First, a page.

Lingling, the oldest Chinese Tiger in captivity, is suspected to have cancer, said a zoologist in Guiyang, capital of southwest China's Guizhou Province, earlier this week.
The tigress, approaching 20 years old, was found at the end of 2003 to have a suppurating intumescence on her right eye. A recent examination showed that the tigress is developing a tumor, which is probably malign, said veterinarian Zhang Lingli, deputy manager of the Qianling Zoo.
Lingling was first diagnosed with a benign tumor in her saliva glands in October 2001, and underwent surgery. Another tumor was found five months later in March 2002, which caused vomiting and bleeding.
Ma Hong, a surgeon from the Hospital of the Guiyang Medical College, said that the second tumor was probably malign. Ma operated on Lingling with four colleagues in April 2002 to remove her second tumor.
Further examination, however, is needed to decide whether the new tumor is malign and can be removed, Zhang said.
The Chinese Tiger (panthera tigris amoyensis), from which other sub-species such as the Siberian Tiger evolved, is a critically endangered tiger sub-species native to south China. It is listed as one of the world's ten most endangered animals.
Today, fewer than 30 Chinese Tigers remain in the wild while about 60 survive in Chinese zoos. It is estimated that they would disappear by 2010 if they are not well protected.
Lingling was born in May 1985 at a zoo in Shanghai and was moved to the zoo in Guiyang later the same year.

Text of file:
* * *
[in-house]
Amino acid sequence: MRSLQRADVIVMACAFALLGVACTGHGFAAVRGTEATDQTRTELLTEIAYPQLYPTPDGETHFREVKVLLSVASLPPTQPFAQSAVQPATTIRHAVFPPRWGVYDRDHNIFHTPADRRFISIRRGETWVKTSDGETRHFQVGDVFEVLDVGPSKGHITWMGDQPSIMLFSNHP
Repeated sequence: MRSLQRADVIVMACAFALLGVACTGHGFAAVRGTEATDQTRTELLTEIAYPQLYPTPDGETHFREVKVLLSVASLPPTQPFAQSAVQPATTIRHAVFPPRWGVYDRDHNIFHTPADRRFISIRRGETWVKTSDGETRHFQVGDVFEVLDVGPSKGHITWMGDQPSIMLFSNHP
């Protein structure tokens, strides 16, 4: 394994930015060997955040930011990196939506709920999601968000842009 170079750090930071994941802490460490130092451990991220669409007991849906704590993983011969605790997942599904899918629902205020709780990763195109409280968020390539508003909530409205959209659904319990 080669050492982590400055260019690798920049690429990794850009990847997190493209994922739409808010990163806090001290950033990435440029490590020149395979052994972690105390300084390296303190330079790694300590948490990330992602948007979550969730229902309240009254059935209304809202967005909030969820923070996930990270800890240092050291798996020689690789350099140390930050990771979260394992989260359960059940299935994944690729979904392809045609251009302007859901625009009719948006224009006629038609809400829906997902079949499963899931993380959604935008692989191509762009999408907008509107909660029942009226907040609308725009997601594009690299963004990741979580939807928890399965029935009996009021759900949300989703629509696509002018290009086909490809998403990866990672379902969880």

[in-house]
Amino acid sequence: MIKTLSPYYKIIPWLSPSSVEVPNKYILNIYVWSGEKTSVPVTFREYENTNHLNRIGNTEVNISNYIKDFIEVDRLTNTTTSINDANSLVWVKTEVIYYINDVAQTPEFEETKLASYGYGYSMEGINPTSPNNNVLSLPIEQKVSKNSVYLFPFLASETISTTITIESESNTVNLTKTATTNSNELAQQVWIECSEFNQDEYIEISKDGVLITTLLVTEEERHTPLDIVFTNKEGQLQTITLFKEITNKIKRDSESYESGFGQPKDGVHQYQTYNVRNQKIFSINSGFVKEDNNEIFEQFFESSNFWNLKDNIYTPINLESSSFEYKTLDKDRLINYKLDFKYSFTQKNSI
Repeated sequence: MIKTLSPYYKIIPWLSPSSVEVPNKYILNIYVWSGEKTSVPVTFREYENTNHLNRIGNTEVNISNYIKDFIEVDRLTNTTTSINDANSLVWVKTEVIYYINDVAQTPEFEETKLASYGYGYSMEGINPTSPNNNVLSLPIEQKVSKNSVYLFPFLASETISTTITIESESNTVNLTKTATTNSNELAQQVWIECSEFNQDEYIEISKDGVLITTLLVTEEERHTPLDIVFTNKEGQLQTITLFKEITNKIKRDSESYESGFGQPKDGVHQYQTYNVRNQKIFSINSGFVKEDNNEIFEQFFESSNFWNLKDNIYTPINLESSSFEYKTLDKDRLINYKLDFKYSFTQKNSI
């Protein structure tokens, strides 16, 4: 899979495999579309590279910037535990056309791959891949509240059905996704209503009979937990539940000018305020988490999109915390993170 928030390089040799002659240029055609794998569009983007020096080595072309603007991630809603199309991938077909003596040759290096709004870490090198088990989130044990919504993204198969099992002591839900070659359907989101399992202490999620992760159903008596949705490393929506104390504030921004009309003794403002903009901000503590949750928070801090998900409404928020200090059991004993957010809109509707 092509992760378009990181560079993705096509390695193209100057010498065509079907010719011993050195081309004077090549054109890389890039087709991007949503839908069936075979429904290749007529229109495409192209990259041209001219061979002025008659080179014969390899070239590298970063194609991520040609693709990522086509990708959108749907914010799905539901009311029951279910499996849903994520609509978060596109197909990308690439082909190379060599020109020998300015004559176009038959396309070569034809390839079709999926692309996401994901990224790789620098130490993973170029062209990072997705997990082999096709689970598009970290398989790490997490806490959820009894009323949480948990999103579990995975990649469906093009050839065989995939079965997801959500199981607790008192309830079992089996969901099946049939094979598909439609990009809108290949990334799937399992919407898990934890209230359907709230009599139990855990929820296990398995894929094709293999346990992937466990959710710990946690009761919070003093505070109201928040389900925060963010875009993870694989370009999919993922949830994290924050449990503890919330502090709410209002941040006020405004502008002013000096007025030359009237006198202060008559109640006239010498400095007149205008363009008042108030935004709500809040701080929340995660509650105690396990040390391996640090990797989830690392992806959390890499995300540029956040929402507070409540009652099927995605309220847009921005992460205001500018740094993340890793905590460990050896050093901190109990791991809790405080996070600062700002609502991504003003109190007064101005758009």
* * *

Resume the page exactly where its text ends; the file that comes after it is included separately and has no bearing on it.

Usually a wild Chinese Tiger can live 13 years at most. One living in captivity can enjoy a longer life of around 20 years.
Another Chinese Tiger at a zoo in Chongqing, southwest China, is 17 years old.
Lingling, however, is childless. Zhang said that the tigress was once "married" to a Chinese Tiger from a zoo at Suzhou, a city in east China, but their six-year long marriage ended fruitless when Lingling's mate died in the early 1990s.
Continued illness has left Lingling weighing only 90 kilograms. The tigress weighed 150 kilograms before she got sick, said Hou Guangli, a zoo keeper who began to take care of Lingling in 2000.
"Before she fell ill, five kilograms of meat was only a piece of cake to her, but now she no longer has such a good appetite," Hou said.
Lingling is now under special care at the zoo. In addition to four roomy cages, in which the tigress lives in turn for sanitation reasons, she can also enjoy the sun in a separate "playground."
The tigress now feeds on chicken, pork and beef. She also takes anti-tumor and anti-caducity medicine, Zhang said.
"The daily spending on Lingling's food and medicine is more than 100 yuan (more than 12 US dollars). She is now the most beloved animal at the zoo," Zhang said.
There are also two Siberian Tigers at the zoo.